The chapbook My Wing Were Made to Fly is about the difficulties that sometimes arise in loving one’s self, pressing through fears and doubts to accomplish dreams, the importance of loving one’s self, of how one can only be themselves and to be anyone else would be a waste of who they are, the power and importance of dreams, how one must prove themselves to be of worth to themselves before they can convince anyone else they are worth it, of how sensitivity and kindness aren’t weaknesses but rather strengths, and how one cannot be caught up in comparisons or the negativity opinions of others if they wish to press on with their dreams.

Poetry Files. A Book I’ll Never Write, Poetry. By Devon D. Eaton.


A Book I’ll Never Write


By Devon D. Eaton

It seems like breaking is all the heart’s good for

And I don’t think I can take it anymore

But another crack divides my stony heart

Feel the dust as it shrouds my lungs

Too much sorrow for one so young

Now throw the final blow and watch me fall apart


I thought you loved me

I guess I should have seen

The past repeating

And known we could never have been

I was a fool to

Give my heart to you

Without a guarantee I’d get yours too


Life is a labyrinth with monsters at every turn

And our solution is to break the walls and watch it burn

But what’s left to live for when we’re through

Love is the string that guides us through the maze

Circumventing the rubble and the blaze

I thouht that it would lead me straight to you

But how could I guessed

The apathy that you possessed

As you struck the match and set the string on fire

My heart the dynamite

The fuse you set alight

Blown to pieces by the object of my desire.



4 Questions with Priscilla McGreer.

Priscilla McGreer

1, Tell us about you, and your writing (themes, influences etc.)

I’ve been a writer since I was a small child who did not yet know how to properly read and write. I would fill notebooks with scribbles only I could “read” and recount the stories therein to my amused parents. My love for stories is not only a cornerstone of my identity; it is also foundational to my writing. Central to all my work are stories, either of my own invention or those from depths deeper than any single human mind: the myths and tales that belong to us all.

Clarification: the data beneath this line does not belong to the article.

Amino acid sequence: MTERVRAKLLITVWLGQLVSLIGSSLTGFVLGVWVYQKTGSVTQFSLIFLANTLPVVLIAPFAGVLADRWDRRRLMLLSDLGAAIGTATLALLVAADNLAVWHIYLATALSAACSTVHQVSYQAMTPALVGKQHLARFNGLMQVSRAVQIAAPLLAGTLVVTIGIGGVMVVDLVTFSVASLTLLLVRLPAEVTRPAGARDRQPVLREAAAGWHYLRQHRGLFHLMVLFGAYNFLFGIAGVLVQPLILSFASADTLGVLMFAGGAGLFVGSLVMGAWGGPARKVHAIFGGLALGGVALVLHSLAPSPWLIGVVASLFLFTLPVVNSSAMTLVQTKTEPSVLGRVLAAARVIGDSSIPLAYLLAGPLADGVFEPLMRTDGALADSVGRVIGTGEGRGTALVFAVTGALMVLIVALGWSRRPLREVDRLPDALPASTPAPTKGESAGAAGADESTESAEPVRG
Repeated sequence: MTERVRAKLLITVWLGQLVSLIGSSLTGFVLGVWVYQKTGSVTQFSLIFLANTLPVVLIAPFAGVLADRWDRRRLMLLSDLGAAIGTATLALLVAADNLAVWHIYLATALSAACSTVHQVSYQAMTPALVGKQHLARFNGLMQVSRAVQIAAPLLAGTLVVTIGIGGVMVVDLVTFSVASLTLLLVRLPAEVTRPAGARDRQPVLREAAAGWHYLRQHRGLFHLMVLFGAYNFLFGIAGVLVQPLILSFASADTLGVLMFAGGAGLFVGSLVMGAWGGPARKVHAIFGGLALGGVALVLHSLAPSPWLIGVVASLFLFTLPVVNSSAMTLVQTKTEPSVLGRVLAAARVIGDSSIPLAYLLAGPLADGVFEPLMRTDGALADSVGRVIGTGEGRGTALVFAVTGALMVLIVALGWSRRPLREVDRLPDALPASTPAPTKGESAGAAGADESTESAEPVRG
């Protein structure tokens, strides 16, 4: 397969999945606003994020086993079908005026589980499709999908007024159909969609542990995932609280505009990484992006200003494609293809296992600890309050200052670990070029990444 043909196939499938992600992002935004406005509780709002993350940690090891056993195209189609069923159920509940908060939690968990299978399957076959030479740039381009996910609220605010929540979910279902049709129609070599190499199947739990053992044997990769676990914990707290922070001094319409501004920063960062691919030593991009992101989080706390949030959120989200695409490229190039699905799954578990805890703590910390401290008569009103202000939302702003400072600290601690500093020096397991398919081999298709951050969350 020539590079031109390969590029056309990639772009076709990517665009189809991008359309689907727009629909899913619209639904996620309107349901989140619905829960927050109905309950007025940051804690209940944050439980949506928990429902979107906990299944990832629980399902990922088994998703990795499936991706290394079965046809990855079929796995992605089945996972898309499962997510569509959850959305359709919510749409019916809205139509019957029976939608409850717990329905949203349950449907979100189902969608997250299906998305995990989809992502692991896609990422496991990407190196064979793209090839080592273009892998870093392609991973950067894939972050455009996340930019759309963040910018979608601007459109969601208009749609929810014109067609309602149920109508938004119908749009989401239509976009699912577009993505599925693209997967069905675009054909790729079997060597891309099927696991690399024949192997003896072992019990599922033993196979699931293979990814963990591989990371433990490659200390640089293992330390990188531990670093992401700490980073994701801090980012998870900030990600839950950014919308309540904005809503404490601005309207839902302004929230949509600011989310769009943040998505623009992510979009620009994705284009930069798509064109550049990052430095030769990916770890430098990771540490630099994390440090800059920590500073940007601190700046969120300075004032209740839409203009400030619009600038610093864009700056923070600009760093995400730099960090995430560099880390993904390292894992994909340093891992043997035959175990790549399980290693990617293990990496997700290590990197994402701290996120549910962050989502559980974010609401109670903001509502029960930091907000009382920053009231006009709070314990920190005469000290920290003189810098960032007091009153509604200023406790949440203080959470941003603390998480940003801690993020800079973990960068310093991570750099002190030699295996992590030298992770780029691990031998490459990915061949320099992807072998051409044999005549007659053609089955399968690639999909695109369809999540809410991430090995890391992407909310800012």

2, What are some of the ways in which you promote your work, and do you find these add, or eat into, your time writing?

Although social media is universally regarded as a distraction from “real life” I have found it to be a singular enhancement to my life as a writer, and it is my primary tool for promoting my work. Making connections with readers and other writers via my social media presence has opened me up to individuals and communities I would not so have easily encountered in my regular life. I rarely direct pitch my work to others, whether through social media or any other venue, rather I seek connections and build relationships with the like-minded. The time I spend communicating with such people is a source of inspiration and encouragement for me and a boon to my writing.

3, What projects are you working on at present?

My current projects are a collection of short stories titled “Love and other Provocations” and a narrative poem called “The Dream” Both these works are explorations of romance from the perspective of a young woman. “The Dream” is my first narrative poems, whereas “Love and other Provocations” is a return to my initial literary mode, the short story.

4, What does poetry mean to you?